I am a bit of a veteran of the battles that have been waged by so-called intelligent design (ID) advocates to challenge science in general and the theory of evolution in particular. Although not a biologist, I have always had an interest in both physics and the underlying philosophy of science. In the mid-to-late 1990′s I was in the process of writing my first book Quest for Truth: Scientific Progress and Religious Beliefs (which was published in 2000), and it was towards the end of that period that the ID advocates started getting more vocal, at least in Ohio. I was initially drawn to the discussion because of their claim that ID was a scientific theory, which naturally raises the question of what makes a theory, any theory, scientific. As this was a central topic of my book, I looked into ID ideas, although not in any great depth at that time.
But after the book was written, I started looking more closely into what the ID advocates were saying. Initially, I knew little about ID and so was open to the suggestion that there might be something of interest there, and wrote some articles that suggested that the so-called ‘science wars’ (which was a broader intellectual struggle around the knowledge claims of science that involved, amongst other groups, post-modern critics of scientific knowledge as well as the ID people) were being waged with too much animosity on all sides, and I called for a more amicable dialogue. This resulted in my being approached by ID advocates to speak at some of their functions, although they knew that I was still skeptical of ID claims that it was a scientific theory.
I attended a program organized by the ID people in Kansas in the summer of 2002 and also spoke at Hillsdale College in the fall of 2002. At these events I encountered some of the key ID proponents such as Michael Behe and Jonathan Wells, and listened to their arguments and talked to many of their ID supporters. I also met with Phillip Johnson, an emeritus professor of law at UC Berkeley who has been one of the most vocal ID proponents, when he visited Case at the invitation of a student group.
The discussions were cordial and thoughtful, but the more I got to know about ID, the less merit there seemed to be in the claims that ID belonged in science. Usually, when one looks more closely at something, one realizes that there are inherent complexities and subtleties that make it hard to make unequivocal judgments about it. The Copernican Revolution, that was the substance of a series of recent postings, illustrates this point.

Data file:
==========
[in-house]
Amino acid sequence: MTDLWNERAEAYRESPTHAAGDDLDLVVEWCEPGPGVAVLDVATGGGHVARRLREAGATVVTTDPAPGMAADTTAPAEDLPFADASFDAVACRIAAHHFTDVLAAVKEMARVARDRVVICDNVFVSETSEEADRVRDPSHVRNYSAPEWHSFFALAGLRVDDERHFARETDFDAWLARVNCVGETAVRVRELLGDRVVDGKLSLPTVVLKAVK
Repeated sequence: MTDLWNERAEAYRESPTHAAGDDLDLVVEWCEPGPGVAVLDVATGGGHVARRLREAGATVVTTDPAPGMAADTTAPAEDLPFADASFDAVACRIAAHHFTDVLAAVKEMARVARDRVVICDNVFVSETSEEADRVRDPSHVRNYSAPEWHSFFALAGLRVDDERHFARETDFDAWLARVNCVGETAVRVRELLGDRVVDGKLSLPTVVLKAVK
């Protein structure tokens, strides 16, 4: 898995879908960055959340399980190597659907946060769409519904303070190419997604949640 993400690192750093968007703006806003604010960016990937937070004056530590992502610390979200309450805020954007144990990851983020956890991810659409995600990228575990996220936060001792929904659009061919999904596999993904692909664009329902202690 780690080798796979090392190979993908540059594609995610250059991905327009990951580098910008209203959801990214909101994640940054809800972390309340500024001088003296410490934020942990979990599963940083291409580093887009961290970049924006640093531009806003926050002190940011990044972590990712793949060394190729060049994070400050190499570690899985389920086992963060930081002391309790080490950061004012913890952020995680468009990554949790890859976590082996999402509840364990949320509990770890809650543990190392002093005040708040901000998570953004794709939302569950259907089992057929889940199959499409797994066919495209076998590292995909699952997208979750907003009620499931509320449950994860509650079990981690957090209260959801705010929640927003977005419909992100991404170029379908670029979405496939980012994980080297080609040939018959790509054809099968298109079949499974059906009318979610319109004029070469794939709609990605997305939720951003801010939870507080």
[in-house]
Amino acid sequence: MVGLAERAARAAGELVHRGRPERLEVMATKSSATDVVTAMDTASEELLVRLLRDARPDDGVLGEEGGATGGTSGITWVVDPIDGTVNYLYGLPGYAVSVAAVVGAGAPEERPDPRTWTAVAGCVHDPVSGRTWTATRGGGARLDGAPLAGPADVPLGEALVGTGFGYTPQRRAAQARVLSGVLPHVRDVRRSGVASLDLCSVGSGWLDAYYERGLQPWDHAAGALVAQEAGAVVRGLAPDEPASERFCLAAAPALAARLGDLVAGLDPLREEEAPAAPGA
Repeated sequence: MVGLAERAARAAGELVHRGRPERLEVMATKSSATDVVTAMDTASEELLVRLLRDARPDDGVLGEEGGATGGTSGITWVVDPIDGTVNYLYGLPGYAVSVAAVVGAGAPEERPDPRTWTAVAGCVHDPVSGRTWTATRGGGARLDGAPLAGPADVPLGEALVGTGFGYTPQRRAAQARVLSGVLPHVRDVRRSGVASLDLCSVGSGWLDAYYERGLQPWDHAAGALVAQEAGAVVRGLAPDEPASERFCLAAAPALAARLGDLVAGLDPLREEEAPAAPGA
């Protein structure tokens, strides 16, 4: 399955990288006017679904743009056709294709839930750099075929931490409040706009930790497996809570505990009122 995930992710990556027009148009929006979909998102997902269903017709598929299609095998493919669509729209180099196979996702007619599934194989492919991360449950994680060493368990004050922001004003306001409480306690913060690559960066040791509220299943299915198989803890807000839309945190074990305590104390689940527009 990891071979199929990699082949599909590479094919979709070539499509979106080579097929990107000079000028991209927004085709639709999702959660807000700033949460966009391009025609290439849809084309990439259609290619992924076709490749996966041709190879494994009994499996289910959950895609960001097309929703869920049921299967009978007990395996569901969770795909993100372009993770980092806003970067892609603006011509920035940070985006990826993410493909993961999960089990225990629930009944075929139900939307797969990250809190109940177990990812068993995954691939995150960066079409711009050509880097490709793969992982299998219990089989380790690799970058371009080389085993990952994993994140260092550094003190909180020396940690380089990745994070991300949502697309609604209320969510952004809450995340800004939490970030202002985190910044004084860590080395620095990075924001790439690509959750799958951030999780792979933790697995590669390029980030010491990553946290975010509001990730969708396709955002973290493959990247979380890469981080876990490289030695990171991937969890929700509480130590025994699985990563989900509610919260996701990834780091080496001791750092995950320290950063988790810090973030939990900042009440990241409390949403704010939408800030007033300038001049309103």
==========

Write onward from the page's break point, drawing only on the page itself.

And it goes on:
In the case of ID, however, the opposite occurred, at least for me. The more closely I looked at it, the clearer it became to me that it did not belong in science. Scientifically speaking, there was nothing there.
If ID is not scientific, does that it mean it must be a religion? That conclusion does not automatically follow although it is true that in my encounters with ID supporters at these various forums, they seemed to be all Christians, with many of them being young Earth creationists, i.e. people who believe that the age is less than 10,000 years old, advocate a literal interpretation of the Bible, and are convinced that all the events described in it are historically true. Even the more sophisticated ID proponents seemed to be overtly Christian of a particular kind. Maybe there are non-religious ID advocates somewhere out there but I have not encountered them. And the wedge document makes it clear that the goal of ID supporters is to bring back their particular interpretation of Christianity into all aspects of life, and make it the basis of public policy. Attacking evolutionary theory is just the first step in this strategy.
But if ID is not scientific (as I assert) then what is it? Whether there exists a strict demarcation criterion that enables one to look at any given theory and decide whether it falls into a box labeled ‘science’ or another box labeled ‘non-science’ (or another box labeled ‘religion’), has been called the ‘demarcation problem’ by philosophers and historians of science. There seems to be a consensus among this community of scholars that the demarcation problem has not been solved yet, and some (such as Larry Laudan) argue that it may be futile to try and find such criteria. (See Laudan’s article The Demise of the Demarcation Problem published in the book But is it science? edited by Michael Ruse.)
But the fact that a strict demarcation criterion has yet to be found does not mean that we cannot say anything specific at all about whether ID belongs in science. But it does mean that we have to look closely at the role that necessary and sufficient conditions play in making such judgments. This will be the subject of a future posting.
I received yesterday the first print copies of my latest book The Achievement Gap in US Education: Canaries in the Mine. It goes on general sale on May 30th. While I take pride in having written it, for some reason, it feels anti-climactic. I always feel this way after I publish something. Maybe it is because there is such a long period between the completion of the writing and the actual appearance of the book or article, but seeing it is like seeing something from a past life, sort of disconnected. Weird.